If you are intending to travel to South Korea or the Arabian Peninsula it is wise to be aware of a new disease called Middle East Respiratory Syndrome (MERS).
MERS is a viral respiratory disease caused by a novel coronavirus (MERS-CoV) that was first identified in Saudi Arabia in 2012.
Most people who have been confirmed to have MERS-CoV infection developed rapid onset of severe respiratory disease. Most severe cases have occurred in people with underlying conditions that may make them more likely to get respiratory infections.
All cases have lived in or travelled to the Middle East, or have had close contact with people who acquired the infection in the Middle East. MERS-CoV has occurred in those who have travelled or lived in:
- the Kingdom of Saudi Arabia
- the United Arab Emirates
Imported cases, and/or cases in the hospital room, family and other close contacts of people who have been in the countries listed above have occurred in:
- South Korea
- the United Kingdom
- the Philippines
- the Netherlands
- the United States.
There have been no cases in Singapore.
What are the symptoms?
- Severe confirmed cases have had a rapid onset of serious respiratory illness, especially pneumonia.
- Symptoms include fever, cough, shortness of breath and breathing difficulties.
- There have also been cases with mild influenza-like symptoms or without any symptoms, but these are people who have been in contact with other seriously ill cases (secondary cases).
- A variety or other symptoms have been reported in some cases including muscle pain, diarrhoea, vomiting and nausea.
How is it spread?
Dromedary camels are suspected to be the source of infection for sporadic cases, but the exact routes of direct or indirect exposure remain unknown. Person-to-person transmission has been documented, particularly in healthcare settings. The virus is likely to have originated in bats, but that doesn’t mean that it spread directly to people from bats.
Who is at risk?
People who are living in or travelling to affected areas of the Middle East or who have had contact with other cases may be at risk of catching the disease. People with underlying illnesses that make them more vulnerable to respiratory disease may be at a higher risk.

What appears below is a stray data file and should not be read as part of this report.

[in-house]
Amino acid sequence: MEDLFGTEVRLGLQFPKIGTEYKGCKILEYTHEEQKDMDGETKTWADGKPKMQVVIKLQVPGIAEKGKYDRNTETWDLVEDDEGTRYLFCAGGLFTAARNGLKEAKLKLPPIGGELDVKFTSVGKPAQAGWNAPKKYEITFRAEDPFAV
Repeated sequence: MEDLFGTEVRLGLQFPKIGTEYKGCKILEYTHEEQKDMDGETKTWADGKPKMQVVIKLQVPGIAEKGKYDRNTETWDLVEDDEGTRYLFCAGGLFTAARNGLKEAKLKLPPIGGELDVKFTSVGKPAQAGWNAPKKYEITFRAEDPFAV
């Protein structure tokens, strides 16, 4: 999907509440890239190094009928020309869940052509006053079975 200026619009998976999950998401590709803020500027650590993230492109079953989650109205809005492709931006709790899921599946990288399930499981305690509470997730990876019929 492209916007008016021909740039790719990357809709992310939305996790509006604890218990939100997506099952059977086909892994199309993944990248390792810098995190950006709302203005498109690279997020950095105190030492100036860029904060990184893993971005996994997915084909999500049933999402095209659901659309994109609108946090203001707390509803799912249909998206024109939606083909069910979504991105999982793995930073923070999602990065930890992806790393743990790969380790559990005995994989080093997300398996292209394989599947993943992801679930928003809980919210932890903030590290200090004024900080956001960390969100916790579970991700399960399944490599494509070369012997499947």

What should I do if I am travelling in the Middle East and feel unwell?
If you become ill or feel unwell while travelling in the Middle East, you should not wait until you arrive back in Singapore to seek medical assistance. Instead you should see a doctor or go to the local emergency department to work out why you are ill.
What should I do if I return from travel in the Middle East and feel unwell?
If you return from travel to the Middle East and feel unwell within 14 days you should see your doctor or go to the emergency department to work out why you are ill. You should mention when calling ahead you have been in the Middle East, or mention if you know you have been in contact with someone who you know had MERS-CoV.
While sick, stay home from work or school and delay future travel to reduce the possibility of spreading the illness to others.
How is it prevented?
There is no vaccine to prevent MERS-CoV disease.
The World Health Organisation advises that people at potentially higher risk of severe disease due to MERS-CoV should take appropriate precautions when visiting farms, barn areas or market environments where camels are present in MERS-affected countries. Appropriate precautions might include avoiding contact with camels, good hand hygiene, and avoiding drinking raw milk or eating food that may be contaminated with animal secretions or products unless they are properly washed, peeled, or cooked.
All travellers should adhere to general hygiene measures, such as regular hand washing before and after touching animals, avoiding contact with sick animals, and following food hygiene practices when visiting a farm or barn in MER-CoV affected countries.
How is it diagnosed?
MERS coronavirus disease is diagnosed by finding genetic material from the virus in respiratory samples such as fluid from the lungs. Suspected cases are referred to a specialist infectious diseases unit for further investigation.
How is it treated?
There is currently no specific treatment for people who are sick with MERS-CoV but general supportive medical care can be life-saving.
What is the public health response?
The World Health Organization is working with affected countries to minimise the risk of spread and find out more about the disease.
There have been no cases in Singapore, but special procedures to prevent the spread of MERS-CoV would be put in place in the event of a suspected case. These would include:
- Asking the person to wear a surgical mask.
- Laboratory and healthcare workers seeing patients or handling specimens would follow special safety guidelines.
- Public Health authorities would follow-up any case to ensure that the disease does not spread.
- Doctors and laboratories would inform the Ministry of Health of suspected cases.
- Close contacts of people diagnosed or suspected of having MERS-CoV will be followed up and given information about the risk of infection, and would be tested for the disease if necessary.
MOH UPDATE ON MERS (June 2015)
WHO UPDATE: Current Situation in South Korea and China (05/June/2015)
By Dr Nav Upal
MBBS (Wales, UK), MRCGP (UK)